Gold trading sideways awaiting Fed; Bloomberg says U.S. debt outlook “bleaker than even Italy”


Note: Today we return to our regular format of a single Daily Market Report, instead of the two we have been posting over the past few months. Both the Chart of the Day and Quote of the Day will be included in the morning report. We will post LATE DAY UPDATES when warranted, so check back late afternoon, early evening.

Gold is trading sideways this morning at $1305.50 waiting, like the rest of the financial markets, to see if the Fed will spring any surprises in its announcement this afternoon. Silver, though, has sprung a bit of a surprise of its own, up 24¢ at $16.42 this morning. Silver is vastly under-priced against gold at yesterday’s ratio of 80.5 to one and technical traders might be finally latching on to that opportunity at current lows.

Though the markets seem to have fully priced-in the Fed interest rate policy – at least for now – it has not even begun to take into account the immense problems associated with the rapidly growing national debt. In an article meant to alert readers that the Treasury Department intended to raise the quarterly long-term debt schedule from $39 billion to $73 billion – a small number in the scheme of things – it also slips in a somewhat scathing observation:

“The country’s debt load is seen spiraling compared with the rest of the world, with forecasts showing that in five years it will have a bleaker outlook than even Italy, the perennial poor man of the Group of Seven industrial nations.”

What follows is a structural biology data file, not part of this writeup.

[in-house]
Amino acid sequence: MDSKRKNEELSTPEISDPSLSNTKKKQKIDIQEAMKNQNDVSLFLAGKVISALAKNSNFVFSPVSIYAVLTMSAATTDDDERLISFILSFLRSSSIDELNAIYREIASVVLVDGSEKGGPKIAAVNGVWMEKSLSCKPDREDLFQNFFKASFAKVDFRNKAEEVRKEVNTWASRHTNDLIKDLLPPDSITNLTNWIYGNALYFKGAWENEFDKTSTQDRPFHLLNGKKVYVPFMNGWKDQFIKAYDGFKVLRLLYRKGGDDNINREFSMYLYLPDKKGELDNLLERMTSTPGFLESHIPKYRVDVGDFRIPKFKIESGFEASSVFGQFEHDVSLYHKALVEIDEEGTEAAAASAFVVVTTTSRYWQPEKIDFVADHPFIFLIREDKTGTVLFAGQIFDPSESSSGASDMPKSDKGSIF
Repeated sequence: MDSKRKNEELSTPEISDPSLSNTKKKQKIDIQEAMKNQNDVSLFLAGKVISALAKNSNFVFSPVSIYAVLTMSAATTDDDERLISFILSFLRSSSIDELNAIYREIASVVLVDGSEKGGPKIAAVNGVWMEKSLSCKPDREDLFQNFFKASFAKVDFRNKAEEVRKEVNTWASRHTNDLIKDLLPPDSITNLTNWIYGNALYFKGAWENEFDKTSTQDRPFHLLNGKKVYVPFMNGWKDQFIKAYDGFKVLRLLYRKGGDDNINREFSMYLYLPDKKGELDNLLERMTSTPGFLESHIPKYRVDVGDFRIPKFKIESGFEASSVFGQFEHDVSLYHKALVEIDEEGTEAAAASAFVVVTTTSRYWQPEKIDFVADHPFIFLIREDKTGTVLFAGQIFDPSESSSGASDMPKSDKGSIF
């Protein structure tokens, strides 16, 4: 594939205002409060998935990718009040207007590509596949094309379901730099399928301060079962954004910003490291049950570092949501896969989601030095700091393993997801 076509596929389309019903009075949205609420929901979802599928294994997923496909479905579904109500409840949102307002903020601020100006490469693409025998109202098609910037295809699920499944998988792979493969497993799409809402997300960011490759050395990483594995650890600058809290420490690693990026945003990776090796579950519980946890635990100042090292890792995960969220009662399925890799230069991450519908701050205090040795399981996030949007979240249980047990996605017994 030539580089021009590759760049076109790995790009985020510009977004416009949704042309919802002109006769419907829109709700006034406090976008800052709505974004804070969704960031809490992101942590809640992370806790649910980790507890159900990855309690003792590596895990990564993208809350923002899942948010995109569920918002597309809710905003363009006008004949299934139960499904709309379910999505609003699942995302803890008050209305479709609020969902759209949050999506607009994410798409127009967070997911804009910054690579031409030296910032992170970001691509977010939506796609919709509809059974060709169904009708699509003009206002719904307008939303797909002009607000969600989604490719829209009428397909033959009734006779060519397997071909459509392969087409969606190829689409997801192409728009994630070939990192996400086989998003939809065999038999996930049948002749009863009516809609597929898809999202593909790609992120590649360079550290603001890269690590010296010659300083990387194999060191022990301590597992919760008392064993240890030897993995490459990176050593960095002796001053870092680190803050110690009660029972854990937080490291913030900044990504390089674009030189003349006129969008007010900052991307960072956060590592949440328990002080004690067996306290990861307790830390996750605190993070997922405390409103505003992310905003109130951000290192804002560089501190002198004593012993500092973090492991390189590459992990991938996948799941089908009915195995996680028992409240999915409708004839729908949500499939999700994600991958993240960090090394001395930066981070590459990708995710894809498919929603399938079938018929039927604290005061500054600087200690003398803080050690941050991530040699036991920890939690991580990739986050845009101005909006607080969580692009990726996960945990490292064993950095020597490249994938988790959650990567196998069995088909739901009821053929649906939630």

Over the past 12 months, the federal government has added $1.225 trillion to the national debt. Over the last 90 days, it has added an astonishing $574 billion to the national debt pile. On a number of occasions, we have posted charts on the direct connection between the national debt and gold since 1971. That correlation looks poised to enter a new realm, but few are paying attention to it. . .once again, at least for now.

Chart of the Day

Chart note: This chart zeroes-in on why the national debt matters to ordinary Americans. Rising interest rates and massive growth in the gross debt will push these number much higher – so much so that it will exceed in the near future what the nation spends on national defense. . . .and the higher interest rates grow the greater the problem will become. At some point one would think that like Italy or Greence, at some point, the level of debt and interest payments will affect the national credit rating.

Quote of the Day
“Investors who owned Russian stocks in 1917 or Chinese stocks in 1949 lost everything. London Business School market historians Elroy Dimson, Paul Marsh and Mike Staunton calculate that shares in Austria—which lost two wars and an empire—lost money after inflation over 97 years, even when counting dividends. Shareholders in Belgium, Germany, Italy, France and Japan were down in real terms for more than half a century, as were Spanish investors, who endured a destructive civil war and dictatorship.” – James Mackintosh, Wall Street Journal


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